A nice benefit of the Install to Cluster option is its ability to store your Post Office Agents, Message Transfer Agents, GroupWise Internet Agent, Messenger Agents, agent configuration files and log files in your GroupWise cluster resource. This eliminates the need to install every agent—and the agent startup file—on each cluster node. It also keeps the log files from being spread across all the nodes in the cluster. Administratively, it just makes things simpler.

Another advantage of the Install to Cluster option is that it exclusively binds the GroupWise agents to the cluster resource's assigned secondary IP address. The secondary IP address is used to identify the partition for the GroupWise cluster resource, and it floats with the resource from cluster node to cluster node when a failover or failback occurs.

Also be aware of the following few other configuration considerations:

  • GroupWise and Novell Cluster Services can run on NSS, ext3 or Reiser file systems. But if you want to migrate an existing cluster from NetWare to Linux, use NSS because NetWare clusters require NSS. If you're using Reiser or ext3, manually create your new cluster resource using iManager. It's recommended that you use a generic IP template since it already provides the proper syntax to mount a file system, load a secondary IP address, and start and stop services.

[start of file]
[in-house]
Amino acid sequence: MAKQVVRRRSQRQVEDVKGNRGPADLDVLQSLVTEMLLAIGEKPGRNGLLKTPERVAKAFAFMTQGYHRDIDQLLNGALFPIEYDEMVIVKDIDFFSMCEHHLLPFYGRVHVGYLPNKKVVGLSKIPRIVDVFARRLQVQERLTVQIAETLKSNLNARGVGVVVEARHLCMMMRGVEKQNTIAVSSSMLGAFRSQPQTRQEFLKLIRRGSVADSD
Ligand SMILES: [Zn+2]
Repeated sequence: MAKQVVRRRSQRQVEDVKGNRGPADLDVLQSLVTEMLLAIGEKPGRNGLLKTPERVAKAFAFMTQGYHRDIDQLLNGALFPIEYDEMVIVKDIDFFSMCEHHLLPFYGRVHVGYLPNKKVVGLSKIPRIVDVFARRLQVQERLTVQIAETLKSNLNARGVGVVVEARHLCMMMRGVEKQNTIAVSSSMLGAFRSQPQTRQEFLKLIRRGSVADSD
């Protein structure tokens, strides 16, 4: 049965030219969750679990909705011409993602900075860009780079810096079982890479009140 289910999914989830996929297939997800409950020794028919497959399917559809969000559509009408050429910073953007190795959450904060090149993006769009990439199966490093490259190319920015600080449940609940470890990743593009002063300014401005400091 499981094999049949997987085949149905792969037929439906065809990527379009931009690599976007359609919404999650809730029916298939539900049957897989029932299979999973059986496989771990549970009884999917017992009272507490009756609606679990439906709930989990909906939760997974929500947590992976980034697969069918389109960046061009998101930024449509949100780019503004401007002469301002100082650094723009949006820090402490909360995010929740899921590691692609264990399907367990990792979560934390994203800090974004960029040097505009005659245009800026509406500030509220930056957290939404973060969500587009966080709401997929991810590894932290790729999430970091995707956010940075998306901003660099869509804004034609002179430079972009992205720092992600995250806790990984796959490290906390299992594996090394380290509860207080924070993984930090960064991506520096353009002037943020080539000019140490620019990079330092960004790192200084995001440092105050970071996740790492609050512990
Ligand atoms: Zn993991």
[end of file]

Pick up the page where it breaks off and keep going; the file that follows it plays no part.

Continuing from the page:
• GroupWise must be configured in Client/Server mode. GroupWise will not failover or failback in a cluster environment unless it is using Client/Server mode.
  • Install all of your GroupWise agents into your Linux clusters from a single and writable software distribution directory.
  • This allows your agent configuration files to be easily accessible by the cluster resource's GroupWise High Availability configuration file.
  • All domain links must be TCP/IP, not file path.
  • Once GroupWise is installed and configured to run in a cluster environment, create and configure a GroupWise resource in Novell Cluster Services. This includes configuring GroupWise load and unload scripts; setting GroupWise Start, Failover and Failback modes; and assigning the GroupWise resource to specific nodes in the cluster.

Heartbeat 2 is an industry-proven clustering solution developed by the open source community as part of the High-Availability Linux Project

For more details on implementing GroupWise clusters on Novell Open Enterprise Server, refer to the GroupWise 7 Interoperability Guide.

> GroupWise and Heartbeat 2
Clustering with Heartbeat 2 on SUSE Linux Enterprise Server is newly supported in GroupWise 7 Support Pack 2. To set up GroupWise clusters with Heartbeat 2, first use the YaST interface to install Heartbeat 2 on each Linux node that will participate in your cluster. Then configure the failover paths for those nodes. Once your heartbeat clusters are set up, use the Heartbeat Management GUI found in /usr/lib/heartbeat/haclient.py to create a GroupWise resource group and add it to the cluster.